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Idaho Gender-Affirming Care Ban for Transgender Minors Blocked for Now

Protest at Idaho state capitol
Darin Oswald/Idaho Statesman/Tribune News Service/Getty Images

The law would have placed medical professionals who provide such care for transgender people under the age of 18 at risk of fines up to $5,000 and a felony conviction, resulting in up to 10 years in prison.

By Lauren Mascarenhas, CNN

(CNN) — A federal judge in Idaho temporarily blocked a state ban on gender-affirming care for transgender minors this week, just days before the law was set to take effect in the New Year.

The law would have placed medical professionals who provide such care for transgender people under the age of 18 at risk of fines up to $5,000 and a felony conviction, resulting in up to 10 years in prison.

Major medical associations – including the American Medical Association, the American Psychiatric Association, the American Academy of Pediatrics and the American Academy of Child & Adolescent Psychiatry – agree that gender-affirming care is evidence-based and medically necessary for many children and adults.

“Transgender children should receive equal treatment under the law. Parents should have the right to make the most fundamental decisions about how to care for their children,” District Court Judge B. Lynn Winmill wrote in his decision.

Winmill argued the ban violates the equal protection and due process clauses of the 14th Amendment, which he wrote serves to “protect disfavored minorities and preserve our fundamental rights from legislative overreach.”

“That was true for newly freed slaves following the civil war. It was true in the 20th Century for women, people of color, inter-racial couples, and individuals seeking access to contraception. And it is no less true for transgender children and their parents in the 21st Century,” he wrote.

Republican Idaho Gov. Brad Little signed the Vulnerable Child Protection Act into law in April. The law, initially set to take effect on January 1, 2024, would make it illegal for doctors and practitioners to provide gender-affirming care, including puberty blocking medications as well as surgeries, to minors.

“In signing this bill, I recognize our society plays a role in protecting minors from surgeries or treatments that can irreversibly damage their healthy bodies,” Little wrote in a letter to Idaho lawmakers in April. “However, as policymakers we should take great caution whenever we consider allowing the government to interfere with loving parents and their decisions about what is best for their children.”

The legislation faced immediate backlash. The families of two transgender teenagers in Idaho filed the lawsuit challenging the ban.

“Trans people like myself deserve the same chance at safety and liberty as everyone else, but this law specifically targets us and our health care for no good reason,” one plaintiff, referred to as Jane Doe, said in a statement in May. “I’m 16 – I should be hanging out with my friends and planning my future instead of fighting my State for the health care I need.”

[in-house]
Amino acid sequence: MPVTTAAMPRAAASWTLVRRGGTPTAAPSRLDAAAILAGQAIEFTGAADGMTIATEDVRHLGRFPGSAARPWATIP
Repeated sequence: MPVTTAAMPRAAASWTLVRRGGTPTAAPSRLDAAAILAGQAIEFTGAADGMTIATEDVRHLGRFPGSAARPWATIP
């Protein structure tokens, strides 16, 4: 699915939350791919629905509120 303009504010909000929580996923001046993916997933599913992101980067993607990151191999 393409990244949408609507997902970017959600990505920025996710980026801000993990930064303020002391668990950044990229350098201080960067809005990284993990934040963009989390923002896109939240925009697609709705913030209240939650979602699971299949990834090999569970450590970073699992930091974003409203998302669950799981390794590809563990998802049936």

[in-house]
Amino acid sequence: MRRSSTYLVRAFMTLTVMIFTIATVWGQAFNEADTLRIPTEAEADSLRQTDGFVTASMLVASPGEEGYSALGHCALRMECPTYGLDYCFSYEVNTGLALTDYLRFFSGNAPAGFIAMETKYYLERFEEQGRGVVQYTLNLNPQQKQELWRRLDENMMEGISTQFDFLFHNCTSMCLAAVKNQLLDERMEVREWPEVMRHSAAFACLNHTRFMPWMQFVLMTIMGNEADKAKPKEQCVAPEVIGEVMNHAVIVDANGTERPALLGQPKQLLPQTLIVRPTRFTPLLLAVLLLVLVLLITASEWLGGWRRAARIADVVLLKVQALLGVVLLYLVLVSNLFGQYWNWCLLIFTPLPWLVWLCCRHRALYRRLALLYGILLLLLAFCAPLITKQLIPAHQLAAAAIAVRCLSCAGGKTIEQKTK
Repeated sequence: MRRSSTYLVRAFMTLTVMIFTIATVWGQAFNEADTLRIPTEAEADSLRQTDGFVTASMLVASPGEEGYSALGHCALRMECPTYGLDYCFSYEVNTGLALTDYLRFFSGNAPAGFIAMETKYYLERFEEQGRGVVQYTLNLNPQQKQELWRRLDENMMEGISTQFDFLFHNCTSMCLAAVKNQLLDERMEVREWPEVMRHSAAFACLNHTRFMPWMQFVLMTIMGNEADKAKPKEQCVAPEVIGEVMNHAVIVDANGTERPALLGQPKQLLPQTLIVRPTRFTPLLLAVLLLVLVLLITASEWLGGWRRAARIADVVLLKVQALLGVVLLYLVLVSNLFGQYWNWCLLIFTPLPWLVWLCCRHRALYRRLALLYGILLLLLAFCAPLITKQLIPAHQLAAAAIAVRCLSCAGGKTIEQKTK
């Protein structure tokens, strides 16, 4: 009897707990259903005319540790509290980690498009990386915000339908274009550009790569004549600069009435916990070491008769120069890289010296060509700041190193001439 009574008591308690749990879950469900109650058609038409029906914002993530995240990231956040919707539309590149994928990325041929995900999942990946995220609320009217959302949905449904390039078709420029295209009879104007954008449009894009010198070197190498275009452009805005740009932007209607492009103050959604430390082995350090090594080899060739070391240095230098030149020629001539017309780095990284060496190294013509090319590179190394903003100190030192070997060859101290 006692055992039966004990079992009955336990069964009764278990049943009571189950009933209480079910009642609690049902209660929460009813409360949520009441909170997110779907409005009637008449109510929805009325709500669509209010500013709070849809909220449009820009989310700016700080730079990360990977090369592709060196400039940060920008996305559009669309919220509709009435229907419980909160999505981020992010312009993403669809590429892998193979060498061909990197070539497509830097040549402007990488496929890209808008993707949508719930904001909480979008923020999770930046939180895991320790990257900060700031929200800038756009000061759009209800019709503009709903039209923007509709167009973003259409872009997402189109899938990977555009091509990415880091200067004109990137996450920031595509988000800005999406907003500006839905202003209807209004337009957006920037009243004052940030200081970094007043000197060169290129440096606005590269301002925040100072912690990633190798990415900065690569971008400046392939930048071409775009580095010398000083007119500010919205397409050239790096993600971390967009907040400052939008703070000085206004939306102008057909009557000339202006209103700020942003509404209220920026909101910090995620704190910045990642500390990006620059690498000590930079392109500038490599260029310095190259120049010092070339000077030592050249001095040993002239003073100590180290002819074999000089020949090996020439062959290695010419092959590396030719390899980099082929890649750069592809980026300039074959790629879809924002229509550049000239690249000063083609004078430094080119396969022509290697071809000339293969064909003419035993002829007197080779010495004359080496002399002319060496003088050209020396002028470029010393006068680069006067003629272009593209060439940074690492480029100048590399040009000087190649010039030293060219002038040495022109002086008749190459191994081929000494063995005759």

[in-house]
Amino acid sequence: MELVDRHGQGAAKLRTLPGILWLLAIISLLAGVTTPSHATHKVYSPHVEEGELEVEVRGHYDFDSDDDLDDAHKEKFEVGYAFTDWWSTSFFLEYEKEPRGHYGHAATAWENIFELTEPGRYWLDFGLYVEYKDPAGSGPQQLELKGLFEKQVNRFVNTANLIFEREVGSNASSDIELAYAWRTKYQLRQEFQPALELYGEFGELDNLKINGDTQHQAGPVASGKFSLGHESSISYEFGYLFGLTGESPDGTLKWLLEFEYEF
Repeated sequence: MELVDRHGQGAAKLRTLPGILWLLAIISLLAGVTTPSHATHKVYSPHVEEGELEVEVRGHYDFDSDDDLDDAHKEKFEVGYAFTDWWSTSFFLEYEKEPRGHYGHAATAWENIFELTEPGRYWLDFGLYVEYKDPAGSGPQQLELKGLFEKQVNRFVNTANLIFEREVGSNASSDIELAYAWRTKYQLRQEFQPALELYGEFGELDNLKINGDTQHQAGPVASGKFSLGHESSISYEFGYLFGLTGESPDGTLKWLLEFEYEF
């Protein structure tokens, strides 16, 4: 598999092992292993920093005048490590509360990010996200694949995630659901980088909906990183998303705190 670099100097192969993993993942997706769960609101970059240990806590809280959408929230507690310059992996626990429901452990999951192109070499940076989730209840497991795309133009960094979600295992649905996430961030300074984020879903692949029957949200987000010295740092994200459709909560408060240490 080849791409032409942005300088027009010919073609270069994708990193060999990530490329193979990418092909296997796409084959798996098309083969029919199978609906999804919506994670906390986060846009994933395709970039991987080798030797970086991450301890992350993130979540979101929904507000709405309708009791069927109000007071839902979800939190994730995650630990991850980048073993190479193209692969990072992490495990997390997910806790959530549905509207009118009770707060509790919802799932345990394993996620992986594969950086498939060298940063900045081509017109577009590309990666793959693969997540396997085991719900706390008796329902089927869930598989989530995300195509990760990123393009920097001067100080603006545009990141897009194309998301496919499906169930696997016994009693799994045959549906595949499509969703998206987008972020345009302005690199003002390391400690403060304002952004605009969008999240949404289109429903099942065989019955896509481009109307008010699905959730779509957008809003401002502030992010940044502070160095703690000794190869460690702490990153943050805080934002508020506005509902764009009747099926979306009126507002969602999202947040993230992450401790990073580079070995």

What is gender-affirming care?

Gender-affirming care uses a multidisciplinary approach to help a person transition from the gender they were assigned at birth to the gender by which they want to be known.

This umbrella of care can include mental health therapy, puberty blockers, hormone therapy and surgeries. The timing and amount of care that a minor needs is determined on a case-by-case basis, with the input of doctors and parents.

Early gender-affirming care is “crucial” to the health and wellbeing of transgender youth, according to the US Health and Human Services Department Office of Population Affairs.

The office cites research showing transgender youth face an increased risk for mental health issues, including suicidal thoughts – and gender-affirming care can help.

The American Academy of Pediatrics has backed the approach for transgender youth.

Challenging gender-affirming care bans across the US

Winmill’s ruling in the case this week provided hope to LGBTQ+ advocates working to challenge similar bans in other states.

The American Civil Liberties Union of Idaho, which helped file the lawsuit on behalf of the families, called the decision “a victory for the families of transgender youth and their medical providers.”

“This judicial decision is a much-needed ray of hope for trans people amid a years-long onslaught against their rights to access health care and ability to navigate the world around them,” Leo Morales, Executive Director of the ACLU of Idaho, said Wednesday in a statement.

About 20 states have banned gender-affirming care for youth, according to the Human Rights Campaign. The LGBTQ+ advocacy group estimates that three in 10 trans youth ages 13 to 17 were living in states with legislative bans on gender affirming care as of November.

The ACLU has filed a dozen legal challenges against bans on care for transgender youth in the US, according to the organization.

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